Arts & Entertainment
Getting To Know Me, Getting To Know All About Me
By John Quinn
Originally printed 1/16/2014 (Issue 2203 - Between The Lines News)
Broadway Onstage Live Theatre mainstay Cecelia Reuter Lesner turns playwright for the company's latest production, "You Just Have No Idea," a quirky fantasy that explores a woman's journey towards self-discovery. That's usually a lonely trip; on this one, the young lady has some thoroughly screwball guides.
Painfully passive, Annabelle (Jackie Bery) is making a whole-hearted effort to break out of her shell. Her therapist, Joanne (Elizabeth Rager), suggests she listen to her "inner voices" for clues to her undiscovered potential. Imagine her shock and disbelief when the voices in her head manifest themselves in human form; there's no way of ignoring what they have to say. The Ghosts of Unconscious Present set goals for Anabelle's improvement, particularly in standing up for herself. She takes on inattentive waiters and an absolute zero of a boyfriend (Ed Thomas) before confronting the greatest barrier to her breakout, her overbearing mother.
"A Christmas Carol" is vaguely referenced above, and "You Just Have No Idea" employs the Dickens plot device of otherwise disembodied entities appearing as spiritual guides. That's about all Lesner has borrowed - her script is very fresh and original. There's some redundancy that could be cleaned up, notably a metaphor based on the results of drinking both hard liquor and beer at the same sitting.
In fact, the playwright's only error may be too much caution. In this free-wheeling fantasy, the audience doesn't deserve a lot of detailed explanation - like what happens when the Id goes grocery shopping. Sometimes it's just wickedly fun to create an improbable situation and let the literal minded figure it out for themselves.
The heart and soul of "You Just Have No Idea" is the interplay between Annabelle and her inner selves, and the back-biting relationships those fragments share. Annie meets her ignored inner child, a fragile, 6-year-old boy, played by the stalwart and very adult John Arden McClure, clad in blue onesie pajamas - with duckys. He's horrified that her undiscovered assertiveness is personified by a loud, vulgar, middle-aged man (Patrick R. O'Lear).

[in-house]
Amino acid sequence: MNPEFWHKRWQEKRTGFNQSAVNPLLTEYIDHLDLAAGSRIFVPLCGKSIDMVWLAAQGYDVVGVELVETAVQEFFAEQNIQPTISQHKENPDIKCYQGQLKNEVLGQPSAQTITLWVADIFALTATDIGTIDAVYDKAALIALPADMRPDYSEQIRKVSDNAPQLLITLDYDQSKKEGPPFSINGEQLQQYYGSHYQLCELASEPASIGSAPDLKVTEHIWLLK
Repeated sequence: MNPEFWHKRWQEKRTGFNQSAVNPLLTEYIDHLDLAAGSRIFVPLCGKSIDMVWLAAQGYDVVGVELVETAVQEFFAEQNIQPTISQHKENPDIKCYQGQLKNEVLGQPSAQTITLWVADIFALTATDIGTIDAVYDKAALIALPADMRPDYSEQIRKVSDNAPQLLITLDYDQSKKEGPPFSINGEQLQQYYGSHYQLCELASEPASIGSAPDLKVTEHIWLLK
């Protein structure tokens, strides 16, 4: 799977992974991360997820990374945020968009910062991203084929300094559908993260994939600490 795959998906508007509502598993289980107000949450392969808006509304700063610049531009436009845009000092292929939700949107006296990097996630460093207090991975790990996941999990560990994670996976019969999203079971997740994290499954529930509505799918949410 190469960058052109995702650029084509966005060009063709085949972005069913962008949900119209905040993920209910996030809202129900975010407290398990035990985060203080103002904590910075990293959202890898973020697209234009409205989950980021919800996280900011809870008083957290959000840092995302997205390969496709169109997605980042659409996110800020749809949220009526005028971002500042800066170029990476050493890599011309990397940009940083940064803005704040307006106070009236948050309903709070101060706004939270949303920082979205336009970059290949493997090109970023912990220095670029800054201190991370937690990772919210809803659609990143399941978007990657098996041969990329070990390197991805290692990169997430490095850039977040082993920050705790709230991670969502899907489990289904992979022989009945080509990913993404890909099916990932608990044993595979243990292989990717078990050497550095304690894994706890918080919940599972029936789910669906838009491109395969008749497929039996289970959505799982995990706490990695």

It's easier to accept that deep in her psyche dwells an attractive party girl, aptly brought to life by Sarah Oravetz; it's a little harder to swallow, but no less rewarding, to find she's also harboring a tough biker chick - donning the leather and chains is Elizabeth Rager. What's the use of a fairy godmother whose magic wand is only for show? If it's Shirley Biggs-Urkshus, she can teach you that Whitney Houston was right: "Learning to love yourself/It is the greatest love of all."
Company producer and all-around guru Dennis Wickline returns to the director's chair, and has deftly filled the cast with some of Broadway Onstage's stock company. Strong ensembles form when the artists are familiar with each other's style. The newbie in the group is Jackie Bery, young in age but seasoned with experience; she hits the mark running and plays well with others.
There are still some rough patches in line reading, noticeable here because the dialogue is written for rapid-fire delivery.
Metro Detroit is maturing as an arts community, and the opportunities to catch original shows are increasing. We regret that Broadway Onstage Live, which frequently produced new plays, is closing its doors after its current 20th season. If your taste runs to whacky comedy, catch 'em while you can.
'You Just Have No Idea'
Broadway Onstage Live Theatre, 21517 Kelly Road, Eastpointe. 8 p.m. Friday & Saturday through Feb. 8. 1 hour, 50 minutes. $15-18. 586-771-6333. http://www.broadwayonstage.com